Where am I?
Genocide and Journalism
By Scott Kurtz
November 27, 2007
In 1992, violence broke out in Bosnia that would eventually lead to the reemergence of genocide in Europe.
Serbian ultranationalist forces committed massive human rights violations against the country’s Muslim and Croatian population. Thousands were tortured and slaughtered, and many more could have died had it not been for one man’s efforts to bring the bloodshed to the world’s attention.
That man was Ed Vulliamy, a journalist. Travelling to Bosnia as a correspondent with the British newspaper, “The Observer,” he arrived at the Bosnian city of Prijedor on Aug. 5, 1992. Soon after his arrival, Vulliamy witnessed the barbarity of the Bosnian genocide when he came upon the concentration camp at Omarska.
Since that day, Vulliamy began a campaign for the victims of the genocide against its perpetrators and masterminds—his weapon of choice being the printed word, along with verbal testimony at the International Criminal Tribunal for the former Yugoslavia.
Fifteen years later, Vulliamy is still fighting for the genocide victims, with no intention of giving up until justice and reconciliation have been fully achieved.
Vulliamy gave the keynote address at the opening of the exhibit, “Prijedor: Lives from the Bosnian Genocide” at the St. Louis Holocaust Museum and Learning Center on Nov. 25, thanking the University for its part in the creation of the exhibit and for its dedicated involvement.
Two days later, Vulliamy came to the University to dine with honors students who helped with the exhibit. After dinner, he delivered a speech to University guests, student, and faculty in the Lewis Room of the Library.
Vulliamy received an introduction from Jack Luzkow, chairman of the History, Philosophy and Religion Department, instructed and guided honors students along with English and Communications Department Chairman Ben Moore. In his introduction, Luzkow spoke to the importance of Vulliamy’s contribution.
“Ed Vulliamy says he is an ordinary man, but truthfully, he is a remarkable man because of his extraordinary work in going above and beyond the calls of normal journalism,” Luzkow said.
Luzkow then addressed Vulliamy’s work during and after the war, including his eyewitness testimony at the International Criminal Tribunal concerning the unlawful imprisonment, rape, torture and murder of innocent civilians.
Vulliamy’s written accounts and testimony helped bring an end to the “inferno of slaughter and cruelty” that was Omarska’s concentration camp, Luzkow added.
“In a small way, Ed Vulliamy was able to give a voice to those who were denied their voices throughout the genocide and…during the trials,” said Luzkow.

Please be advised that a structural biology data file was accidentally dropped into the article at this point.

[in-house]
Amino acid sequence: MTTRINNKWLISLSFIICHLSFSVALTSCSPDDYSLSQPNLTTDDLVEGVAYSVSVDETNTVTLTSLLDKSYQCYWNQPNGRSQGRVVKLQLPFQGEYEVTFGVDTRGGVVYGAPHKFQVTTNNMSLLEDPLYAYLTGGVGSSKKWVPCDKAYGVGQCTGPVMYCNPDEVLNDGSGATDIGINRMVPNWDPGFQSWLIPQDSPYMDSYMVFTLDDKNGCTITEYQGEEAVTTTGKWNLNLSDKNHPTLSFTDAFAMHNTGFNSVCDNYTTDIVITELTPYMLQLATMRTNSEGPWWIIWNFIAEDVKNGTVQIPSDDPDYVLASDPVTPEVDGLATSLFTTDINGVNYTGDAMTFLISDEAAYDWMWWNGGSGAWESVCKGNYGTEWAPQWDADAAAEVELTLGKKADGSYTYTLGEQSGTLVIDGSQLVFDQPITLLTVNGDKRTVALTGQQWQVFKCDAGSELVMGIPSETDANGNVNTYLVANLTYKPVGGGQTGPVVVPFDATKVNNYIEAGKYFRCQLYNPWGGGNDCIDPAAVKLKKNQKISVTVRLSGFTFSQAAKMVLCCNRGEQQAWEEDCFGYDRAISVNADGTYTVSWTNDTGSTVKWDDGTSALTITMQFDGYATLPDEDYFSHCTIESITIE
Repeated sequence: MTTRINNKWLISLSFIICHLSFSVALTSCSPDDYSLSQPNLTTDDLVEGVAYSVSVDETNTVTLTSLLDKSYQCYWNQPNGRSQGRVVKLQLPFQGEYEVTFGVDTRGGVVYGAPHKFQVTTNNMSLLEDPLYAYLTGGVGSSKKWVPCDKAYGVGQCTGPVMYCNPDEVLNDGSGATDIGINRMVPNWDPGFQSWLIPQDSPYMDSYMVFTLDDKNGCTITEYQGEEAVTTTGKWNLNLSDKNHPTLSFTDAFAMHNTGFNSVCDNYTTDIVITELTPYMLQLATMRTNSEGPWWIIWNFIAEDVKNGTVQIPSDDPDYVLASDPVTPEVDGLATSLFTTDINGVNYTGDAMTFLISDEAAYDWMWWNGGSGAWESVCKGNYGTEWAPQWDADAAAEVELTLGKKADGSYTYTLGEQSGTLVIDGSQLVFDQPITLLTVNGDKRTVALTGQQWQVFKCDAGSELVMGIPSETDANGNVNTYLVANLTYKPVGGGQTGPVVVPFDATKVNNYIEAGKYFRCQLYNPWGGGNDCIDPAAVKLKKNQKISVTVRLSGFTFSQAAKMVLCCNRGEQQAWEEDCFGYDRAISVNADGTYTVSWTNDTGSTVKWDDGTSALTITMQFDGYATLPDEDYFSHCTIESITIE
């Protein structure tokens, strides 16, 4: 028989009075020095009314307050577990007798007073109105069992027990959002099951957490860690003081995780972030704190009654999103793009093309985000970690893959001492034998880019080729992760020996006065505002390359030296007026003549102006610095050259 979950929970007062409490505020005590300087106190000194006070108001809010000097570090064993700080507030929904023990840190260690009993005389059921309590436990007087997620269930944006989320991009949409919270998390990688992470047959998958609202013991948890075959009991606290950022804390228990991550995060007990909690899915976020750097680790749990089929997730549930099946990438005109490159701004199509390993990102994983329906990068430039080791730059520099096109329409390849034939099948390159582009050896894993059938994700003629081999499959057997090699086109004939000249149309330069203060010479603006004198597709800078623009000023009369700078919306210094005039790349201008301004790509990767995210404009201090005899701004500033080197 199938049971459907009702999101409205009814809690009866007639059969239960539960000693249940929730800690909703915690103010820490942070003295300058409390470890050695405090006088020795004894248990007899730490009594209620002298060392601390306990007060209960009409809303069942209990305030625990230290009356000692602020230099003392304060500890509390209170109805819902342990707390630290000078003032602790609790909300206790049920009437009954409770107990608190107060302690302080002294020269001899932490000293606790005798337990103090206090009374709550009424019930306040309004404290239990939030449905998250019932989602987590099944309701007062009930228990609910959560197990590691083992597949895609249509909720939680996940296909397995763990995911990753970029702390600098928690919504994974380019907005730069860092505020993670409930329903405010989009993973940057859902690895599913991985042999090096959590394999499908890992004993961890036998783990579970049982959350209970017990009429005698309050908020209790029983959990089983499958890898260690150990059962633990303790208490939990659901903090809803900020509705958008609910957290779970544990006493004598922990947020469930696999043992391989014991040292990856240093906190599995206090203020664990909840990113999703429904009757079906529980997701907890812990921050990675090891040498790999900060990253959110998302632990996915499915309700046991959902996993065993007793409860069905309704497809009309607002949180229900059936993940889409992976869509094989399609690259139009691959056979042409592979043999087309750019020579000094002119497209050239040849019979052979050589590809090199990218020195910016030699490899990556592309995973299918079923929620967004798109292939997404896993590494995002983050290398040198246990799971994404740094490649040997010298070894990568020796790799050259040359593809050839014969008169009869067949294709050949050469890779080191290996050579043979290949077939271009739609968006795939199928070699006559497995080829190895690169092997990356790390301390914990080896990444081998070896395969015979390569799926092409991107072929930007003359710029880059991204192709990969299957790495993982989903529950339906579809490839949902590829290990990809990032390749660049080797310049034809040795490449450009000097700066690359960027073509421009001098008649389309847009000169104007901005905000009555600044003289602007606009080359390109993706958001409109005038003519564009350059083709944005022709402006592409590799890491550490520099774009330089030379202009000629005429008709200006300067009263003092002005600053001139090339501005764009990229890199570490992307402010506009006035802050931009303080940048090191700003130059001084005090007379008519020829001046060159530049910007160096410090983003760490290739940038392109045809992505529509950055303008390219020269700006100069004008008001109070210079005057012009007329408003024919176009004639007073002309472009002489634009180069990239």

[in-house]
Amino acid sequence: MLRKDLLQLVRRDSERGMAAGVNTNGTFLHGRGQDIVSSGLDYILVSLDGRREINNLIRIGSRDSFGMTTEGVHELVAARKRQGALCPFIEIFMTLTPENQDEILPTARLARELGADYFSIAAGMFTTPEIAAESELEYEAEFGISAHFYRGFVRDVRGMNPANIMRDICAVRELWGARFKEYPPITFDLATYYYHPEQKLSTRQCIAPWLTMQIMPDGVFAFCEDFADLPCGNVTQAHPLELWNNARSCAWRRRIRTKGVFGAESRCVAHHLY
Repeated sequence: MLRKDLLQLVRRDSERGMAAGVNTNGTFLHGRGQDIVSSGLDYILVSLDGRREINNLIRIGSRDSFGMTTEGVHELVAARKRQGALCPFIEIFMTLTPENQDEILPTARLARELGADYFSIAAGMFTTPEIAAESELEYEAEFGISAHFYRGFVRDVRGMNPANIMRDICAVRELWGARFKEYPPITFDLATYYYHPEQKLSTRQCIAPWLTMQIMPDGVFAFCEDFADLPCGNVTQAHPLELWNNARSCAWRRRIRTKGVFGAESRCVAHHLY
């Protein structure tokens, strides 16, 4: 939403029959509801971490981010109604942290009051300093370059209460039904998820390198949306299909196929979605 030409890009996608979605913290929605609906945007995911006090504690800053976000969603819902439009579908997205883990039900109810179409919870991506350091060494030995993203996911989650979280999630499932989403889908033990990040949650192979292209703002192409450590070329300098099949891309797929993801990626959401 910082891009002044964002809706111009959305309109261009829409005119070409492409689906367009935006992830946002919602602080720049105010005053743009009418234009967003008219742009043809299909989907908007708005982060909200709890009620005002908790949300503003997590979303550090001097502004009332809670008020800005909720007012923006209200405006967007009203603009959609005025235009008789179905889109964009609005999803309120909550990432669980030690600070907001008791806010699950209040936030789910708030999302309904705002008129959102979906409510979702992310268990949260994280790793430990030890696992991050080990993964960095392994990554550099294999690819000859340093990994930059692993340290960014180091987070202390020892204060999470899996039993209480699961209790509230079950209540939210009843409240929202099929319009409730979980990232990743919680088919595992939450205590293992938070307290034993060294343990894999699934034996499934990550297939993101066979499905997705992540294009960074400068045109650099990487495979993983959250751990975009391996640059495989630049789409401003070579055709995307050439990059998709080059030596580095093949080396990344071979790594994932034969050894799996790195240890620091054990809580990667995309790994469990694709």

As Vulliamy’s speech began, he thanked Moore and Luzkow before delivering special thanks to the students: “You students may not realize how important your work really is to all those who suffered throughout this,” he said. “To 50,000 in St. Louis, and many more overseas, you students have made yourselves part of a world called Prijedor. By helping build this exhibit in the Holocaust Museum, you contribute to a legacy of reminding people.”
Vulliamy explained how he, through a woman named Azra, found out about the violence in Prijedor. Village officials tried to keep him out of Omarska at first, but when he finally made it in, he saw “only a little” of the brutality of the camp. It was through Vulliamy’s efforts that the camp was finally shut down in Aug. 1992.
After the war ended in 1995, he went back to help find the missing and fight for the Bosnians who were expelled from their country and homes. Later, Vulliamy and others were called upon to testify. Reporters were split on the issue of neutrality—one refused to give testimony saying that reporters testifying put other reporters in danger.
But Vulliamy defended his decision to testify by declaring that objectivity and neutrality are not the same thing, and he felt a moral obligation to give testimony to what he saw.
As he started bringing his speech to a close, Vulliamy asked the people of Bosnia to make peace and forgive those who were behind the genocide so that healing could begin, but he emphasized that the former Yugoslavia must first admit and recognize what happened.
Vulliamy ended with a commentary on the resilience of the Bosnian people, and received a standing ovation before opening the floor to questions.
Afterwards, Vulliamy took time to speak with University guests, mainly members of the Bosnian community in St. Louis, and even took time to sign a few copies of his book for some attendees. But as he was leaving, Vulliamy had one last message.
“I hope that the students realize the significance of what they’ve done and how important it is to the Bosnian community. I hope this has a big impact, especially on the children of the survivors –and to them, I say this: don’t forget who you are.”